Tower Lake is a pristine gem above Castle Junction in Banff National Park, Alberta, Canada.
Everyone has days when they need some help. On this day, the objective is to hike solo, 8.4 KM (5¼ miles) one way, with elevation gain of 760 m (2,495 ft), to Rockbound Lake at a maximum elevation of 2,210 m (7,250 ft), but this objective will not be completely achieved due to unfortunate circumstance.
The forecast calls for wet weather at Castle Mountain. The turn right off the TransCanada Highway onto Highway 93 leads to a short drive over the Bow River to Castle Junction. The barricades on the Bow Valley Parkway (Hwy 1A) have been removed from the previous week's hike to Castle Mountain Fire Lookout, so the start of the hike is delayed for a investigative drive past the west end of Castle Mountain, and the closed trail to Protection Mountain, for investigation of the flood aftermath at Baker Creek, with the hope the weather may improve. The weather deteriorates further.
Signage at the trailhead is intact at Baker Creek in Banff National Park, Alberta, Canada.
Rockbound Lake is tucked in behind the north side of Castle Mountain in a spectacular bowl created by Eisenhower Peak, Stuart Knob and Helena Ridge. Easy-to-access trail-head parking is located 0.2 KM (⅛ miles) east of Castle Junction. The parking area is also the trail-head for the short hike to Silverton Falls. The well-groomed trail is obvious directly behind the kiosk and initial trail surface is flat on crushed stone through forest, aroma-enhanced by the mist and light rain.
Elevation gain begins shortly after passing the trail junction about a third of a kilometer from the trail-head. The trail to Silverton Falls veers to the right and the trail to Rockbound Lake continues straight on the left. Signage is clear and initially the trail to Rockbound Lake is wide and consistently aggressive, providing excellent exercise for legs and lungs.
On this day, it is uncharacteristically waterlogged and off trail diversions around puddles are periodically necessary. Highlights are few with occasional plank bridges assisted by stepping-stones over shallow draws. Near the 5 KM (3¼ mile) mark the wide trail narrows and turns northwest sweeping around the base of Eisenhower Peak onto rolling terrain which negotiates some swampy sections. Terrain flattens through wet, lush forest and very wet trail. Rock features, compromised by cloud cover, on Helena Ridge become visible through treetops.
Following a foray through an old and large rock fall, the evergreen forest gives way to a small alpine meadow beneath Castle Mountain. Towering walls to the left are awe-inspiring. Gear alterations, heavy mist and rain throughout the hike have made photography challenging. At the far end of the meadow, Stuart Knob appears above Castle Mountain Ridge and in the fog the first glimpse of Tower Lake is easy to miss. Rich colors of emerald and green merge into a consolidated mosaic.
Hiking the short distance further brings the turquoise gem which is Tower Lake, clearly into view. The tiny lake is breathtakingly beautiful and quickens the pace to arrive at shoreline. Submerged paths require careful foot placement to protect delicate plants and gain access to the lake shore for several minutes of photography.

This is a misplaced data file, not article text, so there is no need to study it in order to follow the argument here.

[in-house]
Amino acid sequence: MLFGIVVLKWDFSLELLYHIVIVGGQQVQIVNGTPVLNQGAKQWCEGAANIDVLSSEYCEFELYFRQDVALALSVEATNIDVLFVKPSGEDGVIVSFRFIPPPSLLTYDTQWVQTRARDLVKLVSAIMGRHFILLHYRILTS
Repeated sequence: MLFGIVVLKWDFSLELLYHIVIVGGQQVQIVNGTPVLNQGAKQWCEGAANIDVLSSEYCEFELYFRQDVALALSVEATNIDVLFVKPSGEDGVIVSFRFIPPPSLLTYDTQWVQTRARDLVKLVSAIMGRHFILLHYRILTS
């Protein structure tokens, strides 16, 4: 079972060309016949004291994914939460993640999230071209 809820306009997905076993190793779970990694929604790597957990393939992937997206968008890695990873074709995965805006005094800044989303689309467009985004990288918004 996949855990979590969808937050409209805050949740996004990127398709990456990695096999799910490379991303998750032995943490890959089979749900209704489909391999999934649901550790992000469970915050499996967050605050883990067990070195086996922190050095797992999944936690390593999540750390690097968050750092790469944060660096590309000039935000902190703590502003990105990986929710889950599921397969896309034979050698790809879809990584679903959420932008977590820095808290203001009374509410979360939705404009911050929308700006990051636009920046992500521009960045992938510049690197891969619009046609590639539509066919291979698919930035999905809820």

After satisfying a portion of the infinite photographic opportunities, shelter is taken under the sweeping branches of an evergreen giant to modify gear for the final, short climb on switchbacks to Rockbound Lake.
Expensive, prescription glasses are missing. Obviously, somewhere along the 7.7 KM (4¾ miles) journey between the trail-head at Bow Valley Parkway and Tower Lake, the glasses have come off during layer adjustment or rain gear and polarized, UV protection eye wear being taken on and off to work with the camera. Somewhere, the prescription glasses have disapperaed and gone unnoticed in the mist and rain.
Just 0.7 KM from the objective, the decision is made to turn back in the hope they may be discovered somewhere along the trail. Since tiny Tower Lake has become the new objective for the day, more photos are taken of this incredibly beautiful place before beginning the return hike.
Hiking while trying to remember where photos were taken, or gear was changed, and scouring the trail with little expectation the glasses will be found is not particularly enjoyable on the hike back to the trail-head.
On return to the car it is accepted the glasses are gone. Careful examination along the length of the trail and the parking area reveals nothing. The drive home to Calgary proceeds with the realization a spare pair of glasses, kept in the car, would be a good idea.
For many years it has been standard practice to tether sunglasses over prescription lenses to keep them on at higher altitudes when winds can be strong and gusty. It is often necessary to remove the fit-over polarized sunglasses to view the LED screen on the camera. Note to self. Tether both pairs of glasses to prevent the polarized, UV filtering lenses from dislodging the prescription lenses when removed. It seems fairly certain this is what happened.
Images for this day hike to Tower Lake were captured on a July 8, 2013 rainy day.